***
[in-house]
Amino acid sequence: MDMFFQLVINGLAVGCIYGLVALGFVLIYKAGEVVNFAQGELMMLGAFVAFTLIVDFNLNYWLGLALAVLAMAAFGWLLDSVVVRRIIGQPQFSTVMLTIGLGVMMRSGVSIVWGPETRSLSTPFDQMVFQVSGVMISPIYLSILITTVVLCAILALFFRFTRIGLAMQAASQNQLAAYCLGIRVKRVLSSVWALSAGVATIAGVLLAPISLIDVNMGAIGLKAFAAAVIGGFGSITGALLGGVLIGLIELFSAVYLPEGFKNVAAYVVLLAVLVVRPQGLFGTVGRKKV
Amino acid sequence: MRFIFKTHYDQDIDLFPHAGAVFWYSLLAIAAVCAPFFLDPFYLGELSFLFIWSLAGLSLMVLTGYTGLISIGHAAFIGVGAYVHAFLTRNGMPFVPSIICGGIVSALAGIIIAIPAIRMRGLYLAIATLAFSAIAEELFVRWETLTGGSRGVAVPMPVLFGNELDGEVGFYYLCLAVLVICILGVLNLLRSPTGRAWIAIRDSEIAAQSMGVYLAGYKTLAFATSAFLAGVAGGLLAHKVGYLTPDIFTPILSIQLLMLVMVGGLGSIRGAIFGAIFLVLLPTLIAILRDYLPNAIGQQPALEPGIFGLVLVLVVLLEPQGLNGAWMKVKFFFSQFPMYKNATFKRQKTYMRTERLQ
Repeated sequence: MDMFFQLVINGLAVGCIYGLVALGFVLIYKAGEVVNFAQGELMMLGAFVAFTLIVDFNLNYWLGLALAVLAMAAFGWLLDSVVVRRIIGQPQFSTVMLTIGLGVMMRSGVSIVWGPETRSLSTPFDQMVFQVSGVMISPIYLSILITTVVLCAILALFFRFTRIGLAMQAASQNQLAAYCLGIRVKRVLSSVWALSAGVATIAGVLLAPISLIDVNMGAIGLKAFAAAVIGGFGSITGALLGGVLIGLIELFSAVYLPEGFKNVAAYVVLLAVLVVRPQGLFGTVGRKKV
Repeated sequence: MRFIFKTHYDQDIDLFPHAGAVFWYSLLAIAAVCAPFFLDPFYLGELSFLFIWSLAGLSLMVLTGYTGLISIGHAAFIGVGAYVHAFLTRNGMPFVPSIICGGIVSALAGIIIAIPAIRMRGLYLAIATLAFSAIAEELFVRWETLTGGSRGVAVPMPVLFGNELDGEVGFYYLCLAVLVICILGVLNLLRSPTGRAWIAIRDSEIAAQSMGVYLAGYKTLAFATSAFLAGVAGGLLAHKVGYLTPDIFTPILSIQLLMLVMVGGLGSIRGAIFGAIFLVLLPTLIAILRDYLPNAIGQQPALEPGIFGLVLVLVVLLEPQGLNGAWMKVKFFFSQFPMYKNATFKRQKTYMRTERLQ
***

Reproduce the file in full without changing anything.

[in-house]
Amino acid sequence: MDMFFQLVINGLAVGCIYGLVALGFVLIYKAGEVVNFAQGELMMLGAFVAFTLIVDFNLNYWLGLALAVLAMAAFGWLLDSVVVRRIIGQPQFSTVMLTIGLGVMMRSGVSIVWGPETRSLSTPFDQMVFQVSGVMISPIYLSILITTVVLCAILALFFRFTRIGLAMQAASQNQLAAYCLGIRVKRVLSSVWALSAGVATIAGVLLAPISLIDVNMGAIGLKAFAAAVIGGFGSITGALLGGVLIGLIELFSAVYLPEGFKNVAAYVVLLAVLVVRPQGLFGTVGRKKV
Amino acid sequence: MRFIFKTHYDQDIDLFPHAGAVFWYSLLAIAAVCAPFFLDPFYLGELSFLFIWSLAGLSLMVLTGYTGLISIGHAAFIGVGAYVHAFLTRNGMPFVPSIICGGIVSALAGIIIAIPAIRMRGLYLAIATLAFSAIAEELFVRWETLTGGSRGVAVPMPVLFGNELDGEVGFYYLCLAVLVICILGVLNLLRSPTGRAWIAIRDSEIAAQSMGVYLAGYKTLAFATSAFLAGVAGGLLAHKVGYLTPDIFTPILSIQLLMLVMVGGLGSIRGAIFGAIFLVLLPTLIAILRDYLPNAIGQQPALEPGIFGLVLVLVVLLEPQGLNGAWMKVKFFFSQFPMYKNATFKRQKTYMRTERLQ
Repeated sequence: MDMFFQLVINGLAVGCIYGLVALGFVLIYKAGEVVNFAQGELMMLGAFVAFTLIVDFNLNYWLGLALAVLAMAAFGWLLDSVVVRRIIGQPQFSTVMLTIGLGVMMRSGVSIVWGPETRSLSTPFDQMVFQVSGVMISPIYLSILITTVVLCAILALFFRFTRIGLAMQAASQNQLAAYCLGIRVKRVLSSVWALSAGVATIAGVLLAPISLIDVNMGAIGLKAFAAAVIGGFGSITGALLGGVLIGLIELFSAVYLPEGFKNVAAYVVLLAVLVVRPQGLFGTVGRKKV
Repeated sequence: MRFIFKTHYDQDIDLFPHAGAVFWYSLLAIAAVCAPFFLDPFYLGELSFLFIWSLAGLSLMVLTGYTGLISIGHAAFIGVGAYVHAFLTRNGMPFVPSIICGGIVSALAGIIIAIPAIRMRGLYLAIATLAFSAIAEELFVRWETLTGGSRGVAVPMPVLFGNELDGEVGFYYLCLAVLVICILGVLNLLRSPTGRAWIAIRDSEIAAQSMGVYLAGYKTLAFATSAFLAGVAGGLLAHKVGYLTPDIFTPILSIQLLMLVMVGGLGSIRGAIFGAIFLVLLPTLIAILRDYLPNAIGQQPALEPGIFGLVLVLVVLLEPQGLNGAWMKVKFFFSQFPMYKNATFKRQKTYMRTERLQ